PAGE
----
Morrie is about in his late seventies. “He has thinning silver hair that spills onto his forehead…and tufts of graying eyebrows.” (pg.3) He lived in the late 1970s. “It is the late spring of 1979…” (pg.3) Morrie is a sociology professor at Brandeis University. “…the senior class of Brandeis University…my favorite professor…” (pg.3) Morrie has a wife named Charlotte, and two sons named rob and Jon. “Morrie with his wife Charlotte; Morrie with his two sons rob… and Jon.” (pg.91)
Mitch is about fifty one years old and lived in the 1990s. He is a sports journalist. “I earned a master’s degree in journalism and took the first job offered, as a sports writer.’ (pg.16) He has an older sister and a younger brother. “You have an older sister too right?” (pg.94), “I do indeed have a younger brother…two-years-younger brother.” (pg.95)
Morrie’s fortune changed when he was diagnosed with ALS. “Morrie had amyotrophic lateral sclerosis (ALS)…” (pg.7). ALS caused Morrie to “have trouble walking” (pg.6), and it caused him not to do a lot of other things like use the bathroom by himself. “Connie would wheel him to the toilet, then lift him from the chair and support him as he urinated into the beaker.” (pg.49) His moral character also changed because he said, “Now that I’m suffering, I feel closer to people who suffer than I ever did before.” (pg.50)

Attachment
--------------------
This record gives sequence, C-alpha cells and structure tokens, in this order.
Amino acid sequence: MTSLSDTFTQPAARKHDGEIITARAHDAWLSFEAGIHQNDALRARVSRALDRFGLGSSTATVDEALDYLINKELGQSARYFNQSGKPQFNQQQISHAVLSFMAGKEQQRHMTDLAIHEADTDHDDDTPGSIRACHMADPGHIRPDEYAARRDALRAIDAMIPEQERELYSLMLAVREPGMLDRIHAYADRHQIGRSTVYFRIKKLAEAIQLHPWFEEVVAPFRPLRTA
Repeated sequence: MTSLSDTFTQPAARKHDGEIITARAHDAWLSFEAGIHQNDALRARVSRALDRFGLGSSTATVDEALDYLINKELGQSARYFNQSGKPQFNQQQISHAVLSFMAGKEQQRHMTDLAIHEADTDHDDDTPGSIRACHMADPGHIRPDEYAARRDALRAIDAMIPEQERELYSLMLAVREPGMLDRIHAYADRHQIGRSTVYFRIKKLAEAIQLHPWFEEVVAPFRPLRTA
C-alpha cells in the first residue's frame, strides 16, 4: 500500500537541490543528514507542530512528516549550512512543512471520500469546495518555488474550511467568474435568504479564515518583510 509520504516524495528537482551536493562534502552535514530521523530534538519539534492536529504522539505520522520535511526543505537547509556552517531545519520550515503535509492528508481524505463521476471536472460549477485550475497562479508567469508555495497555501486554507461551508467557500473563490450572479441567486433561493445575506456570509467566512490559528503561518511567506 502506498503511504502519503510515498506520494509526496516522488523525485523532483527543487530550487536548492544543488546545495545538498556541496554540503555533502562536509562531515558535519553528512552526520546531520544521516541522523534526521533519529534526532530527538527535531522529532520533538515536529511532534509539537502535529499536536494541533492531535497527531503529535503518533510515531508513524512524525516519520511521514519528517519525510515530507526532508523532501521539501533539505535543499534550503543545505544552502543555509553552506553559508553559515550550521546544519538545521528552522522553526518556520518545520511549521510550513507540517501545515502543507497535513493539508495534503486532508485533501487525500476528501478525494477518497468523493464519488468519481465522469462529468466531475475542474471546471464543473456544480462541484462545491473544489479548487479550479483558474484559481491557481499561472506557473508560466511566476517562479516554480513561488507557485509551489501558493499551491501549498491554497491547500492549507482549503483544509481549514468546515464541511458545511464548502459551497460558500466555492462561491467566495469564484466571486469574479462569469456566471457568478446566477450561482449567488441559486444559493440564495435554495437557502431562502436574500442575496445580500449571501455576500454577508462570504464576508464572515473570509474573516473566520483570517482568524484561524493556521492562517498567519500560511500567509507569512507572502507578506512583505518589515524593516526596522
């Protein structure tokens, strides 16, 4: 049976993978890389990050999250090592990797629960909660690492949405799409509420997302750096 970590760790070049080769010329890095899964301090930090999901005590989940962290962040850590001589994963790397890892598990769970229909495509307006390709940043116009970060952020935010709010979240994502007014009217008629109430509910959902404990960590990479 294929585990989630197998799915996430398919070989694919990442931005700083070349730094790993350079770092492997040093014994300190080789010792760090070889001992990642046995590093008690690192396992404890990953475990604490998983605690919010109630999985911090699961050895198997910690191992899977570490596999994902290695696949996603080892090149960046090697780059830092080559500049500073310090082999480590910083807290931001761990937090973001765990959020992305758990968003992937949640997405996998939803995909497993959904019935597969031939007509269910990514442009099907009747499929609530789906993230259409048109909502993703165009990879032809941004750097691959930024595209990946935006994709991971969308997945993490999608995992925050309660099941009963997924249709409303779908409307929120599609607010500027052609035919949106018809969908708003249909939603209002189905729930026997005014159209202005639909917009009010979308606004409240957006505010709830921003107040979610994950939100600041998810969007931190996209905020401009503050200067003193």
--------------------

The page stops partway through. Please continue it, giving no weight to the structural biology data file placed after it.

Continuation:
Mitch’s fortune changes when the newspaper he works for goes on strike, “…the unions at my newspaper had gone on strike.” (pg.44) His moral character also changes because Morrie “finally made him cry”. (pg.186). Mitch’s knowledge changes because he learns that “offering others what you have to give” will give you satisfaction. (pg.126). He also learns how to find a meaningful life by “devoting yourself to loving others, devoting yourself to your community around you, and devoting yourself to something that gives you purpose and meaning. (pg.127)
I think that Morrie is a round character...